Fifteen hundred years ago the Byzantine Empire stole the secret of making silk from China. The capture of the mulberry silkworm may have seemed a frivolous breakthrough for some – the great historian Edward Gibbon lamented that instead, the Byzantines should have learnt from the Chinese how to operate a printing press.
But the consequences of the theft have cascaded through history. A millennium and a half later, textiles and clothing remain one of the principal exports of the land that is now Turkey, a country that still hungers after the high end of the market. And developments in China overshadow the Turkish industry even more than in late antiquity.
The story of Turkey today is of a country seeking new customers and new prestige for its products, even as it tries to defend lower end goods from cheaper Asian imports.
Now, Turkey is in what some industrialists characterise as a three to four year dash to protect and rebuild its industry in the face of cheap imports from China, and to a lesser extent India and Bangladesh. Hefty tariff increases last year on textiles and clothing bought time for some beleaguered manufacturers while dismaying other companies that look abroad for materials.
The short term impact of the tariffs, which could yet be thrown out by the World Trade Organisation, is clear. For the first six months of this year, Turkey’s apparel imports from China were down more than a third on the same period of 2011 at $311m. Imports from Bangladesh fell by a quarter and from India by almost half.
Factories have opened to take up the slack. But what remains to be determined is whether the country will succeed in carving out for itself a more prestigious slice of the market, find customers in new parts of the world and add Turkish companies to the top rank of global brands.
The push to move upmarket is clear: the second week of October sees the seventh Istanbul Fashion Week, a twice yearly attempt to get Turkey into the limelight and to increase exports, particularly to the many countries a short flight away.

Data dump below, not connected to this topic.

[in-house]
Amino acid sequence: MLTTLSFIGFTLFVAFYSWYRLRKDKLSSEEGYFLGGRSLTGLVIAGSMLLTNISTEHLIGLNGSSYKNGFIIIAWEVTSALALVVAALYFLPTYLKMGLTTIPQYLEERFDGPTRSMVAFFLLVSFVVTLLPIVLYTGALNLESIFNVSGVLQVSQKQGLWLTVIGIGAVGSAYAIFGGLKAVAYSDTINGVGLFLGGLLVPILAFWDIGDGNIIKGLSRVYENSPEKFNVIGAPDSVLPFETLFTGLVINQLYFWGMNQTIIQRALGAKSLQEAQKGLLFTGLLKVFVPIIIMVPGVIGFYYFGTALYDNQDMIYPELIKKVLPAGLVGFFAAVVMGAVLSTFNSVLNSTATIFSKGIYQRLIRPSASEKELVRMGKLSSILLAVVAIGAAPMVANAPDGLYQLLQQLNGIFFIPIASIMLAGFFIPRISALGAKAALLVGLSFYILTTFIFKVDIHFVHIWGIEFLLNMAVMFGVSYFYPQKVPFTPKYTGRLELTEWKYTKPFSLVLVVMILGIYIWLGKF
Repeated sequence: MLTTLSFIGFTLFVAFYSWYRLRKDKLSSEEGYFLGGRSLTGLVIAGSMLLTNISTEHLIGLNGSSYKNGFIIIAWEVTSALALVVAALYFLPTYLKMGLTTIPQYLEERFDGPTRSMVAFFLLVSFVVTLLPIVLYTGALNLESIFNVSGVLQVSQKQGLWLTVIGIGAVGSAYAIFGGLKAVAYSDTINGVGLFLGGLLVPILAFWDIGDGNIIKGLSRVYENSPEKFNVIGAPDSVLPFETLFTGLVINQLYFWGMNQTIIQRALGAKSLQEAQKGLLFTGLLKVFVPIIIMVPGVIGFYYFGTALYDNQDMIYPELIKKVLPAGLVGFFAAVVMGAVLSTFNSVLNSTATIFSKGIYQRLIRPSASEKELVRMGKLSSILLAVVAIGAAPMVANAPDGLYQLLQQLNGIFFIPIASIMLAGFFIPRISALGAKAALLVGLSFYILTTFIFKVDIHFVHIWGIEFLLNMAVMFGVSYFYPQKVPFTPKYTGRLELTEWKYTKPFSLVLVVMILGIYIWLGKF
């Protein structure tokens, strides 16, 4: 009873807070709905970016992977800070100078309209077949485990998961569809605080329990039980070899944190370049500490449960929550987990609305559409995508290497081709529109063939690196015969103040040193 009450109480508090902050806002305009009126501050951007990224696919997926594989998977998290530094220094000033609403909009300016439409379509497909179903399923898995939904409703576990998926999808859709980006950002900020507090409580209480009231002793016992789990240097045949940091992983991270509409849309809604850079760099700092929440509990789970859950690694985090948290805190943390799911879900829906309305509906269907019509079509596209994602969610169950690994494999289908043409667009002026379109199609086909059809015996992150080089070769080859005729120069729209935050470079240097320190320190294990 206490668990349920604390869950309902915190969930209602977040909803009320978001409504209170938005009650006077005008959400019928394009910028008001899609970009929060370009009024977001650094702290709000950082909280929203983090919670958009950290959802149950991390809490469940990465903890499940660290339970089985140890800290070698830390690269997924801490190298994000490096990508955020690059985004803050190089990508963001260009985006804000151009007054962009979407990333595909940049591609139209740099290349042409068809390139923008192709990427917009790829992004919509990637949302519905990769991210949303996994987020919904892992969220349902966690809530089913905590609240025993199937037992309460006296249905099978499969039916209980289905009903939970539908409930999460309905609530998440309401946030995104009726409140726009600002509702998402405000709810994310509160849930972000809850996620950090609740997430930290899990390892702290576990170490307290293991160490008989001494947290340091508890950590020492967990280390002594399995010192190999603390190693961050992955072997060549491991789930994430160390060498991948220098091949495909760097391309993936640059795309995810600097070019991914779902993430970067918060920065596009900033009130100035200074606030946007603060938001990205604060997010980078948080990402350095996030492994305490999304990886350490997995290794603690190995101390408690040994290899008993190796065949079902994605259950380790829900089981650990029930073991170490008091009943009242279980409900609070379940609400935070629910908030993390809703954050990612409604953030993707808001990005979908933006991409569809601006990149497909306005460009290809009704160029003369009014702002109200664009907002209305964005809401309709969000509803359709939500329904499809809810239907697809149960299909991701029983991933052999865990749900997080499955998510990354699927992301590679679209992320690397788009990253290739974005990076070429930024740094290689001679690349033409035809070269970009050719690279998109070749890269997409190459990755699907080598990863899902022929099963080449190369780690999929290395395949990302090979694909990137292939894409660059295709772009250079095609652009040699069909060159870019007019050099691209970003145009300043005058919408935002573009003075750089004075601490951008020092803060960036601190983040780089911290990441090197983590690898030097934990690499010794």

Mavi, the jeans manufacturer and retailer, and one of the best known names in Turkish fashion, has a similar aim. It has a new collection by Hussein Chalayan and has ended a distribution arrangement with Macy’s in order to “move up the price ladder”, says Cuneyt Yavuz, Mavi’s general manager.
“Hussein Chalayan is an effort to make a splash in the US market,” says Mr Yavuz. “We’ve exited Macy’s and we want to get in on the Bloomingdale’s level.”
When it comes to international brands looking for suppliers, the country’s principal advantage is also close to home.
Already Ermenegildo Zegna has gone to the Tuzla district of Istanbul to make shirts; and Hugo Boss has set up a manufacturing operation in the city of Izmir, which in less than 15 years has become Hugo Boss’s most important manufacturing centre, with 3,500 workers turning out suits, shirts and other core products. “Geographically it is good for us because it’s not far to our logistics centre in Germany, but what really matters is the high quality we get from Turkey,” said a spokesperson for the company.
Exports are holding up. Despite the economic difficulties in Europe, Turkey’s total apparel exports for the first six months of the year reached $7.7bn, only about $150m less than the same period in 2011.
Sales to Germany, by far the biggest importer of Turkish clothes, France and Italy all contracted, but there were modest increases for the second and third biggest markets, the UK and Spain, and surges in sales to Russia and Iraq.
Cem Negrin, chairman of the Turkish Clothing Manufacturers Association argues that the psychology of uncertain economic times helps Turkey because many European customers prefer not to buy a large amount of stock but to to place smaller orders, to be repeated when they are sold out. It is not a formula that meshes well with longer delivery times from China or elsewhere in Asia.
But he is philosophical about how high up the market Turkey can ascend. “Turkish branding has increased in the last ten years and will increase in the next four or five,” he says. “But I think a lot will be mid-prestige brands – it’s not so easy to create an Armani or a Versace.”